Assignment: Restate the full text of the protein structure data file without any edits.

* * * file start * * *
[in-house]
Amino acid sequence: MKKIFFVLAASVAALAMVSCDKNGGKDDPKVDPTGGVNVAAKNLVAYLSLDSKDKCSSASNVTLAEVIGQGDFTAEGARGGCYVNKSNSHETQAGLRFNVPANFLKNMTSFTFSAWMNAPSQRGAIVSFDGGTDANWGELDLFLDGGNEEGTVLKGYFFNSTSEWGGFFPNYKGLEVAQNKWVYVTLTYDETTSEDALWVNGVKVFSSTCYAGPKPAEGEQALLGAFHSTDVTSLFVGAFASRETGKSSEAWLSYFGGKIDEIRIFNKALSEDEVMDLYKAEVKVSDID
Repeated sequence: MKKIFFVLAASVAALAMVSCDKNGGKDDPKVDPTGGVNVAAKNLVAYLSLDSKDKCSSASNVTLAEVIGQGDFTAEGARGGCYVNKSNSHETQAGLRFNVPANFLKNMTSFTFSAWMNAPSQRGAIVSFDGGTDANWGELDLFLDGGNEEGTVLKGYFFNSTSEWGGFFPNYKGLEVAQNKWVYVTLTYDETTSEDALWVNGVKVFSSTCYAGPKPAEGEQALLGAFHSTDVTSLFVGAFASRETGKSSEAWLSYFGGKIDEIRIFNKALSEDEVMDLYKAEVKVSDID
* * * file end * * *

[in-house]
Amino acid sequence: MKKIFFVLAASVAALAMVSCDKNGGKDDPKVDPTGGVNVAAKNLVAYLSLDSKDKCSSASNVTLAEVIGQGDFTAEGARGGCYVNKSNSHETQAGLRFNVPANFLKNMTSFTFSAWMNAPSQRGAIVSFDGGTDANWGELDLFLDGGNEEGTVLKGYFFNSTSEWGGFFPNYKGLEVAQNKWVYVTLTYDETTSEDALWVNGVKVFSSTCYAGPKPAEGEQALLGAFHSTDVTSLFVGAFASRETGKSSEAWLSYFGGKIDEIRIFNKALSEDEVMDLYKAEVKVSDID
Repeated sequence: MKKIFFVLAASVAALAMVSCDKNGGKDDPKVDPTGGVNVAAKNLVAYLSLDSKDKCSSASNVTLAEVIGQGDFTAEGARGGCYVNKSNSHETQAGLRFNVPANFLKNMTSFTFSAWMNAPSQRGAIVSFDGGTDANWGELDLFLDGGNEEGTVLKGYFFNSTSEWGGFFPNYKGLEVAQNKWVYVTLTYDETTSEDALWVNGVKVFSSTCYAGPKPAEGEQALLGAFHSTDVTSLFVGAFASRETGKSSEAWLSYFGGKIDEIRIFNKALSEDEVMDLYKAEVKVSDID